A variety of shapes including helical cylindrical shapes, rings, purely twisted ribbons, with different spatial orientations as shown in Figure 2, can be achieved just by tuning the values of , (or equivalently the mean curvature and Gauss curvature) and mis-orientation angle (which is nevertheless fixed in Figure 2). Although geometrically distinct, each shape represents an element in a subset of a complete class of two-dimensional manifolds controlled by these three independent geometric variablesChen_2013 ().
To obtain the values of , and , we employ a theoretical model based on linear elasticity theory, differential geometry and stationarity principles, which takes into consideration both the non-uniform bending and mid-plane stretching due to geometric nonlinearity. We consider the conformation of a small piece of the ribbon onto the surface of a torus to account for the geometric nonlinearity. The total potential energy density per unit area of the ribbon is , where is the fourth-order elastic constant tensor. It is worth noting that for an elastically anisotropic ribbon, the principal bases of may not coincide with . At equilibrium, must be stationary with respect to the unknown parameters and , i.e., ().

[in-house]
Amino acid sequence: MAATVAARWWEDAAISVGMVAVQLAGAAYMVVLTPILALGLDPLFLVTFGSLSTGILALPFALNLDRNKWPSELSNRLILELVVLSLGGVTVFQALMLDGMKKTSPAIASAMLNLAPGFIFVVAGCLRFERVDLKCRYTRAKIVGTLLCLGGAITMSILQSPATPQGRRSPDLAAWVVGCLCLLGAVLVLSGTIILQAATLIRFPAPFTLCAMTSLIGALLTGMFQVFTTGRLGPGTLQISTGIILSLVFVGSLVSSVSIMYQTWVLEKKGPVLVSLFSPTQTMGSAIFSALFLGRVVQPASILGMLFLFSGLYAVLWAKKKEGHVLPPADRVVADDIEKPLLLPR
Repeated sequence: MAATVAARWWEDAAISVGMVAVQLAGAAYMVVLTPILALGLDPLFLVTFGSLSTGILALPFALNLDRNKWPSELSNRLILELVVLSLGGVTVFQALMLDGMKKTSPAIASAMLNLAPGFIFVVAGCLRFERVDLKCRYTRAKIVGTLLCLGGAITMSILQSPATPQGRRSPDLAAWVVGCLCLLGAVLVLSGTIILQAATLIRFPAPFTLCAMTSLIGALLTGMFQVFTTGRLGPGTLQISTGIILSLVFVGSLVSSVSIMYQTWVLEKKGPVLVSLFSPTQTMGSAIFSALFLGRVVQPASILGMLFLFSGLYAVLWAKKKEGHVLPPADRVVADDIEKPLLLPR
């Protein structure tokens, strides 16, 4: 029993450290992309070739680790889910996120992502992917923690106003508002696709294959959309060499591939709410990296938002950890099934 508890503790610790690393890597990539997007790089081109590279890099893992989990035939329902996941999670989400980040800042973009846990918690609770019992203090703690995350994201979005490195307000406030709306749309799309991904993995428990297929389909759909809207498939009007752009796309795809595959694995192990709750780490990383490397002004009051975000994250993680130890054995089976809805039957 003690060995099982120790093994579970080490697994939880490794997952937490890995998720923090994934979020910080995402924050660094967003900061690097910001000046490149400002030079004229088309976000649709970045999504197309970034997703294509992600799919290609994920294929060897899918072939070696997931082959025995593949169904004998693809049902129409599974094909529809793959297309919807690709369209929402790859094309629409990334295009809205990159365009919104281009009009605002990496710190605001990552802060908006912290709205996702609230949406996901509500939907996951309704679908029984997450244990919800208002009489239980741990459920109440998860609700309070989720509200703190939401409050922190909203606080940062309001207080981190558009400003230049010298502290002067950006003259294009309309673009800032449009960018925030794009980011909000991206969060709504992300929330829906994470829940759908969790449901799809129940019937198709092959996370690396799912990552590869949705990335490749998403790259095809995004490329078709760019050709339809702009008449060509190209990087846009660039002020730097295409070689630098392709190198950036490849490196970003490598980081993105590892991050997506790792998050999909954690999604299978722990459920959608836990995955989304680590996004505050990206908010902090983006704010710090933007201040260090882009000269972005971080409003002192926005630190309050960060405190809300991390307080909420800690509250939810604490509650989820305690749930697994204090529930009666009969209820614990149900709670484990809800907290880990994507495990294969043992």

We have previously shownChen_APL2011 (); Chen_2013 () that it is sufficient to consider only the deformation when the ribbon is subjected to an effective surface stress on the bottom surface (), , because the problem with two surface stress tensors acting on both top and bottom surfaces can be reduced to a problem with only one surface stress, when only the bending mode is of practical interest for the mechanical self-assembly of helical ribbons. To arrive at concise, analytic solutions, we assume the material properties are isotropic and homogeneous, with Young’s modulus and Poisson’s ratio . But in principle, the theoretical framework adopted herein can be generalized to study more complex systems with heterogeneity.